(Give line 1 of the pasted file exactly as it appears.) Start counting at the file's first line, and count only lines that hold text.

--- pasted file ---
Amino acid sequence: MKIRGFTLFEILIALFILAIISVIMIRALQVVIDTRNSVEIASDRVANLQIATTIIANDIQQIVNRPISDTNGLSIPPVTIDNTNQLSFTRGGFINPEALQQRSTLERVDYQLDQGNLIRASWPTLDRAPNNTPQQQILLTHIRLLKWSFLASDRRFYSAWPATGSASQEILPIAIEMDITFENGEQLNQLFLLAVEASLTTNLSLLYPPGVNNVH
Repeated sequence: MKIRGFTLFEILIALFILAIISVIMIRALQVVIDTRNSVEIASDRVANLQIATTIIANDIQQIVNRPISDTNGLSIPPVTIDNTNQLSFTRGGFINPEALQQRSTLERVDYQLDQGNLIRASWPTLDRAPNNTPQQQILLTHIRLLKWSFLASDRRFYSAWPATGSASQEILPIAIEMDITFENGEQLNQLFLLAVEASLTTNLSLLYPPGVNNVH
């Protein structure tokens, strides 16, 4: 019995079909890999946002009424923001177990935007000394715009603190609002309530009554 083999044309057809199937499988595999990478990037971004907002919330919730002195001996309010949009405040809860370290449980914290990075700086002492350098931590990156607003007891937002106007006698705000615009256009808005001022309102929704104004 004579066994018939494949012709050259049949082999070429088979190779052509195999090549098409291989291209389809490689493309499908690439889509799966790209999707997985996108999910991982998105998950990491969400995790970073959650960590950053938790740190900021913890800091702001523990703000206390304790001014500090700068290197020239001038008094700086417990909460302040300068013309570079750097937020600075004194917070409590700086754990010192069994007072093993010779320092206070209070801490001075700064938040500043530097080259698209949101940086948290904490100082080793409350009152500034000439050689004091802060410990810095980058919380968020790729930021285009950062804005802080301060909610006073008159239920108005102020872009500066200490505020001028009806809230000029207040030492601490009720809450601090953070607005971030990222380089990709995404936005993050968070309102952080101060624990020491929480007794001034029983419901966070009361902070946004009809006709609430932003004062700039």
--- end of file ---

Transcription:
Amino acid sequence: MKIRGFTLFEILIALFILAIISVIMIRALQVVIDTRNSVEIASDRVANLQIATTIIANDIQQIVNRPISDTNGLSIPPVTIDNTNQLSFTRGGFINPEALQQRSTLERVDYQLDQGNLIRASWPTLDRAPNNTPQQQILLTHIRLLKWSFLASDRRFYSAWPATGSASQEILPIAIEMDITFENGEQLNQLFLLAVEASLTTNLSLLYPPGVNNVH